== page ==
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Seattle, WA - OTA - Page 321

post #9601 of 10033
There's no difference in the digital value of a giant "1" or "0" versus a smaller "1" or "0". As long as it decodes, it works.
post #9602 of 10033
Quality and strength are largely unrelated except that you obviously need enough strength to decode. You can have piles of signal, but if there's severe multipath, they're worthless to you and the quality is 0 (this is my situation). Similarly, a weak signal can have very good quality if there's nothing to interfere with it.

- Trip
post #9603 of 10033
Quote:
Originally Posted by ProjectSHO89 View Post

KCPQ-LD is licensed as a low-power digital station. It therefore is limited to the maximum of 15 kW ERP. KCPQ-DT is using it as a fill in translator. It should have an effective range of up to 40 miles. It came on line several weeks ago.
Built-in TV signal meters don't measure or display the RF signal power of the incoming signals, they usually display a number or graph that corresponds to the ability to decode the digital data, a far more important parameter.

Sony televsions that I have observed have a "Signal Dianogstics" section that have among various realtime readouts: Signal Strength, Errors, SNR(dB), IF-AGC (%). The signal strength bar graph appears to display the actual signal strength in conjunction with the numerical readout of the signal strength.
post #9604 of 10033
Quote:
Originally Posted by GE AVS View Post

Sony televsions that I have observed have a "Signal Dianogstics" section that have among various realtime readouts: Signal Strength, Errors, SNR(dB), IF-AGC (%). The signal strength bar graph appears to display the actual signal strength in conjunction with the numerical readout of the signal strength.

While those Sony sets do indeed display more data than do most sets, they still do not display the received signal power which would be displayed in dBm or dBmV.
post #9605 of 10033
I've seen the Sony TV diagnostics. It's great to see how well the tuner is doing with the signal received.
Those numbers for the readings are NOT real world of what is actually at the tuner end of the cable. I've seen huge variations in actual db readings on my meter vs the TV. Tuners react differently to the same signal problems, which translates to one TV doing fine and the other fails. As others have noted, it's not just the level of the signal, usually expressed in db's, but the wide variety of noise problems, multipath, and more. The various readouts of "signal quality" are good at telling you how well your tuner is doing. Doesn't really say how hard it's working, or how truly strong or weak the signal is, or how ugly it might look on a scope or meter. It makes installations frustrating if you don't realize what's really gong on.

As for the websites that predict reception, like TV Fool or Antennaweb, those are just that, guesstimates. Their predictions are based strictly on data in an ideal world that's flat, no hills, trees or other obsructions, and assumptions that the transmitter is working properly to the max output filed with the FCC.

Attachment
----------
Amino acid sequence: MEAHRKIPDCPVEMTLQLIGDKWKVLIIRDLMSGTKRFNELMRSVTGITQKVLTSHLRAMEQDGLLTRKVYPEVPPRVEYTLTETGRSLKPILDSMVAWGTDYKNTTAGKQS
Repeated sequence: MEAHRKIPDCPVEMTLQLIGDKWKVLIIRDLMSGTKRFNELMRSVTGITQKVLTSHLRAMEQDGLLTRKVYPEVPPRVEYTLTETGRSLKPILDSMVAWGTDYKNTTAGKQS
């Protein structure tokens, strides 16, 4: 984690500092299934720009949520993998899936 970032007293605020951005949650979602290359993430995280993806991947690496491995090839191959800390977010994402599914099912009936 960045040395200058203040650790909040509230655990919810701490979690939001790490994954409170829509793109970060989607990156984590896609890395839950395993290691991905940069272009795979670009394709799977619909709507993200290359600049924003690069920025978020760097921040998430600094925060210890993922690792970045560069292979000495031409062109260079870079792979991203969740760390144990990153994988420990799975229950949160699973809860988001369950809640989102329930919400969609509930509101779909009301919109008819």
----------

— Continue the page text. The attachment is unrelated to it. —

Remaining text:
Along with other variables, it means they're not real accurate. They do give you a good idea of what direction to aim, what the frequency is and what type of antenna you need, like UHF or VHF. As for the amount of signal you will get, or what size antenna you need, not very real world. I've entered addresses at these websites that are for locations where there's no hope of reception because of a huge hill, but are close in distance, and they always come back with great predictions with coat hangers for antennas.

As for ch13 from Seattle vs the main site at Gold Mt., your readings on the Tivo are not really telling you what the actual signal level is in dbs, nor it's real waveshape on a scope. Also, power or level readings are measured on a logarithmic scale, so without knowing what the real numbers are, trying to compare one against the other is a bit difficult.
What IS important is the final readings your tuner says IT sees. If it's happy, it's all good. You could actually have a huge difference in levels between the two locations, yet see identical numbers on the tuner readings. OR, be right on the edge of what the decoder in the tuner can handle, and a small difference of 1db could show you 100% or zero%.

I just checked my antenna, Federal Way location, and the meter shows the real ch22 as being in the mud. That's as it should be for me, as I only have a 4221 behind some very close fir trees. Ch25 KZJO is a +5db, again normal for here. Your location must be just right for a good shot to their tower on Capital hill, and the Tivo doing a pretty good job.

I wasn't aware of the addition, thanks! That gives me some more options close in.
Dan
post #9606 of 10033
Quote:
Originally Posted by DanKurts View Post

As for the websites that predict reception, like TV Fool [...], those are just that, guesstimates. Their predictions are based strictly on data in an ideal world that's flat

I don't disagree with the gist of your post, but that piece of it is incorrect. The Longley-Rice model used by TVFool, the FCC, and by my own site most definitely takes terrain into account.

- Trip
post #9607 of 10033
Quote:
Originally Posted by Trip in VA View Post